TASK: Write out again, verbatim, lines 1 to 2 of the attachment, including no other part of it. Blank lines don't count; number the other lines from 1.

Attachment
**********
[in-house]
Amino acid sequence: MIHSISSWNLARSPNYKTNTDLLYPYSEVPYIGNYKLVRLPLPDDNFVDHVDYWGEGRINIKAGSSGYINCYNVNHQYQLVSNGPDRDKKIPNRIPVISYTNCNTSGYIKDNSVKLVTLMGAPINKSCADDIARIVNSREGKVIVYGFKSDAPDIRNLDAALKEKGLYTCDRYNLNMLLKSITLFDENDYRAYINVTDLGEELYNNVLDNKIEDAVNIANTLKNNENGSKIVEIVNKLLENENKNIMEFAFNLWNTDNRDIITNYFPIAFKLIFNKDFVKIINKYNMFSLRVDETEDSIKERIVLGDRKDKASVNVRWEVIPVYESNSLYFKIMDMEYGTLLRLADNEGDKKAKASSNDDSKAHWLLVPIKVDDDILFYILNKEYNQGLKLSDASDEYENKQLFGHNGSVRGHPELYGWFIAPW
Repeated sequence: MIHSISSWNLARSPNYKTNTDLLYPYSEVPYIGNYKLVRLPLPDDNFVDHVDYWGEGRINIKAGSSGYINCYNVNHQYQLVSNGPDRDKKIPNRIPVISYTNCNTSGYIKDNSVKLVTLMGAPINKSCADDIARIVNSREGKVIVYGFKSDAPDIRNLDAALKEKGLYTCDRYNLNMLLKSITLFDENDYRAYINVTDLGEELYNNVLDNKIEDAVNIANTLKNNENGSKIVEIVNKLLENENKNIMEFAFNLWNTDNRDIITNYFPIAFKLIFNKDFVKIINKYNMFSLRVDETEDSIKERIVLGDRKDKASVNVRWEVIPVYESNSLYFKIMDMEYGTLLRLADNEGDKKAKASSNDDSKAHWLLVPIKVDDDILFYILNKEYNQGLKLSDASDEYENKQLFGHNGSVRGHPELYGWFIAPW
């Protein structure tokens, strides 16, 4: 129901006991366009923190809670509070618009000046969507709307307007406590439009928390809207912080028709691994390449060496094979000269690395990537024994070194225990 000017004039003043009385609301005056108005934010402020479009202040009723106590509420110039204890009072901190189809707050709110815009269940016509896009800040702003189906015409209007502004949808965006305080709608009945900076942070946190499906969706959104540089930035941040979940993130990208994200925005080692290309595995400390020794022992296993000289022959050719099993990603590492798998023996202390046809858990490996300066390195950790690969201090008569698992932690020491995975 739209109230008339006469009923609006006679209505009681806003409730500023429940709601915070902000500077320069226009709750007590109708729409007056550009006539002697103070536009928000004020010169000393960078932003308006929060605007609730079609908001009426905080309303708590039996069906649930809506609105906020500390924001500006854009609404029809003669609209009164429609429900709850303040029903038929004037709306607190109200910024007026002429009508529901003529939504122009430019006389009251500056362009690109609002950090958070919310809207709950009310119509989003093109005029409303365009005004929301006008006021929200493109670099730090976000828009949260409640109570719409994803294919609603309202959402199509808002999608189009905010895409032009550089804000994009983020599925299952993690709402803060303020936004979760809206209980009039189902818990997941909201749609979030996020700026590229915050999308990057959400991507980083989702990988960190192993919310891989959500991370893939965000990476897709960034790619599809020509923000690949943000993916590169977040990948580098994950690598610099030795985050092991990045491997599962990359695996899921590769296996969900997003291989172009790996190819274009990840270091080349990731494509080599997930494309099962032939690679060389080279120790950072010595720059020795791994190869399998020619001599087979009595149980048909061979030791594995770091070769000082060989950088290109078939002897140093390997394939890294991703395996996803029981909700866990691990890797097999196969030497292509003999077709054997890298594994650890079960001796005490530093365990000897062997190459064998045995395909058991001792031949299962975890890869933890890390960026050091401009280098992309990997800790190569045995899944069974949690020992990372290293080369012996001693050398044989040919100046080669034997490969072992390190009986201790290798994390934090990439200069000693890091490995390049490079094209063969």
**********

[in-house]
Amino acid sequence: MIHSISSWNLARSPNYKTNTDLLYPYSEVPYIGNYKLVRLPLPDDNFVDHVDYWGEGRINIKAGSSGYINCYNVNHQYQLVSNGPDRDKKIPNRIPVISYTNCNTSGYIKDNSVKLVTLMGAPINKSCADDIARIVNSREGKVIVYGFKSDAPDIRNLDAALKEKGLYTCDRYNLNMLLKSITLFDENDYRAYINVTDLGEELYNNVLDNKIEDAVNIANTLKNNENGSKIVEIVNKLLENENKNIMEFAFNLWNTDNRDIITNYFPIAFKLIFNKDFVKIINKYNMFSLRVDETEDSIKERIVLGDRKDKASVNVRWEVIPVYESNSLYFKIMDMEYGTLLRLADNEGDKKAKASSNDDSKAHWLLVPIKVDDDILFYILNKEYNQGLKLSDASDEYENKQLFGHNGSVRGHPELYGWFIAPW